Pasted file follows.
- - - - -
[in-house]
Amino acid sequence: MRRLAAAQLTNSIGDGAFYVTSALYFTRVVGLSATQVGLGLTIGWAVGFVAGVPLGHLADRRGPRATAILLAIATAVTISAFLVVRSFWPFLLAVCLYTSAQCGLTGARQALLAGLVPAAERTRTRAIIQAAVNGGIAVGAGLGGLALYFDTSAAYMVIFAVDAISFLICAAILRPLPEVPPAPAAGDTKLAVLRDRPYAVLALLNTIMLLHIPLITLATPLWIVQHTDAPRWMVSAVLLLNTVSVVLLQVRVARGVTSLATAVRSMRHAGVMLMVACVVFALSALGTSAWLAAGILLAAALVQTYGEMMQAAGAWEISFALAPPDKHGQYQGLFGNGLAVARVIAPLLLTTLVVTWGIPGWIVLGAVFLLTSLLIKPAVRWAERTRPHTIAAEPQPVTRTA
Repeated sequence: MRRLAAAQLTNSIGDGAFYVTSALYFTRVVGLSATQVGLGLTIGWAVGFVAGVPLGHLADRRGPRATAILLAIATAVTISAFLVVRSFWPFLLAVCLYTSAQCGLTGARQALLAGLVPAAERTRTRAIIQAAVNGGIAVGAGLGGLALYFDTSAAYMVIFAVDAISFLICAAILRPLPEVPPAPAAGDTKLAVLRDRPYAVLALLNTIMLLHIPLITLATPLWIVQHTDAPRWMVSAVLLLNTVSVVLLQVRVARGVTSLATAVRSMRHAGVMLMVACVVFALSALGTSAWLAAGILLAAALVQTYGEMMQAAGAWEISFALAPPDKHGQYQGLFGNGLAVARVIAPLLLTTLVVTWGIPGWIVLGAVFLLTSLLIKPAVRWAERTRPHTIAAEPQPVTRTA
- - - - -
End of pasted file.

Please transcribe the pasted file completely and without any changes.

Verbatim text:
[in-house]
Amino acid sequence: MRRLAAAQLTNSIGDGAFYVTSALYFTRVVGLSATQVGLGLTIGWAVGFVAGVPLGHLADRRGPRATAILLAIATAVTISAFLVVRSFWPFLLAVCLYTSAQCGLTGARQALLAGLVPAAERTRTRAIIQAAVNGGIAVGAGLGGLALYFDTSAAYMVIFAVDAISFLICAAILRPLPEVPPAPAAGDTKLAVLRDRPYAVLALLNTIMLLHIPLITLATPLWIVQHTDAPRWMVSAVLLLNTVSVVLLQVRVARGVTSLATAVRSMRHAGVMLMVACVVFALSALGTSAWLAAGILLAAALVQTYGEMMQAAGAWEISFALAPPDKHGQYQGLFGNGLAVARVIAPLLLTTLVVTWGIPGWIVLGAVFLLTSLLIKPAVRWAERTRPHTIAAEPQPVTRTA
Repeated sequence: MRRLAAAQLTNSIGDGAFYVTSALYFTRVVGLSATQVGLGLTIGWAVGFVAGVPLGHLADRRGPRATAILLAIATAVTISAFLVVRSFWPFLLAVCLYTSAQCGLTGARQALLAGLVPAAERTRTRAIIQAAVNGGIAVGAGLGGLALYFDTSAAYMVIFAVDAISFLICAAILRPLPEVPPAPAAGDTKLAVLRDRPYAVLALLNTIMLLHIPLITLATPLWIVQHTDAPRWMVSAVLLLNTVSVVLLQVRVARGVTSLATAVRSMRHAGVMLMVACVVFALSALGTSAWLAAGILLAAALVQTYGEMMQAAGAWEISFALAPPDKHGQYQGLFGNGLAVARVIAPLLLTTLVVTWGIPGWIVLGAVFLLTSLLIKPAVRWAERTRPHTIAAEPQPVTRTA